What are TidBITS readers like? They are knowledgable (heck, to figure out the nets you’ve got to be bright) and interested. A good percentage of them are also packrats, since 61% of respondents use the TidBITS Archive. I’ll bet that number would be higher if the archive were faster and smaller, but it still holds a lot of information and is bound to be large and slow to a certain extent no matter what. On average, people said that they rated 8 points out of 10 with regard to their knowledge of the Macintosh, but only 5 points out of 10 with regard to HyperCard. As of the time of the survey, only about 66% of respondents had HyperCard 2.0 – that number is surely higher by now, although we found a decent bit of HyperCard animosity reflected in other survey answers.
On the normal 1 to 10 scale, people only rated themselves 2 in terms of how often they used the contact information and 2 in terms of how often they looked up the references in other magazines. However, many people said something to the effect of, "I don’t use it much, but it’s very handy when I do need it. Don’t discontinue contact information or references!" OK, we won’t. Approximately half of the respondents indicated that they might be interested in writing articles at some point, but that conflicts a bit with the number of articles we’ve received from people.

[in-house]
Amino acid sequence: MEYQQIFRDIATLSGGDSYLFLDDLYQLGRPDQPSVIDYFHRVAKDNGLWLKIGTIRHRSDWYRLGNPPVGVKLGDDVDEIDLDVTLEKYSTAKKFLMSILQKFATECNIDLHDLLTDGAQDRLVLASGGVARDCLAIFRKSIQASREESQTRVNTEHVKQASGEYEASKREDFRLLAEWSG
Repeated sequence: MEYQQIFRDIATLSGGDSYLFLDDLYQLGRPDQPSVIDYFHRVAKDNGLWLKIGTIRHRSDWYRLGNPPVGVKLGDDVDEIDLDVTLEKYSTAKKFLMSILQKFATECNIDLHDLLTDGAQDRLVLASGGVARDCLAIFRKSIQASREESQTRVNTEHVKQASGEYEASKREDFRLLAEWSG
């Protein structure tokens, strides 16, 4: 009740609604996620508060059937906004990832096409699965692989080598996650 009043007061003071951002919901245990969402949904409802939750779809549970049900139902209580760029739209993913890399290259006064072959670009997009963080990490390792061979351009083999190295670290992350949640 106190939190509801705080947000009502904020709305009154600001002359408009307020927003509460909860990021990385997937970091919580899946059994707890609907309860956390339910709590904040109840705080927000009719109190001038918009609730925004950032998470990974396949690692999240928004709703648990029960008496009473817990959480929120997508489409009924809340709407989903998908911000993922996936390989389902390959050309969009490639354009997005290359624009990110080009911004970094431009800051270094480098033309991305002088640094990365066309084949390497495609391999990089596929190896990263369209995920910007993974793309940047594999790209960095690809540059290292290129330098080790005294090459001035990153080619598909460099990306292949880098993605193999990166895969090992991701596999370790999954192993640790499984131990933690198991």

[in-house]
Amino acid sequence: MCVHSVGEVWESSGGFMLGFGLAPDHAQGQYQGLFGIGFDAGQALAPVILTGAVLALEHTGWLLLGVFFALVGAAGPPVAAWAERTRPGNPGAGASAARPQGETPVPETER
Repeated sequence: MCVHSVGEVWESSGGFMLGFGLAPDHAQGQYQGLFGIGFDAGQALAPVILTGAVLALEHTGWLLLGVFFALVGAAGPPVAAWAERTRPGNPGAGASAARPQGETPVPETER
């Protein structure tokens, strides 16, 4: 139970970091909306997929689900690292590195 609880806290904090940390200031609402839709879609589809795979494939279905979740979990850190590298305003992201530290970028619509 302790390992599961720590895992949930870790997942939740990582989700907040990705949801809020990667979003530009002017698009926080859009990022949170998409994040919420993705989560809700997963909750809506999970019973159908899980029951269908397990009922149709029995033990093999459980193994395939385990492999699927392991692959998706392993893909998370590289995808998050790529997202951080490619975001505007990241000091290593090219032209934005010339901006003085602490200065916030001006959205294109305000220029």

And what of everyone’s favorite question, "What is your favorite color?" It provoked many strange and uncountable answers, so we wimped out and asked Double Helix to count each entry in which a color name appeared. So if the answer was "Blue, no, red, auuugh!" (a common answer), both blue and red would be counted. If someone said "Not blue!" I munged the word so that it wouldn’t count. See below for the results.
We try to avoid this sort of self-congratulation most of the time since it doesn’t do much for readers (you know for yourself whether or not you like TidBITS – you don’t need to hear us patting ourselves on the back all the time, like other publications are wont to do on occasion. However, there is a time and place for everything, so here’s what people like the most about TidBITS.
A lot of people like our writing style, and let us know with adjectives like "breezy and informal," "opinionated and insightful," etc. It reminds me a bit of a line I like to use when pretending to be pretentious about wine. First you roll the wine around in the glass, sniff it, and take a tiny little sip. Then pronounce seriously, "Obsequious, yet servile." Here’s a couple of the comments on our style.
"Succinct, but rich in its description"
"It is gossipy and written with a breezy, informal style."
"The writing style. Your articles are informative without being stuffy."
"Well written; informative; witty; I’ve learned a lot from TidBITS."
"I am always impressed at finding knowledgeable computer mavens who can handle English gracefully; the two are often mutually exclusive."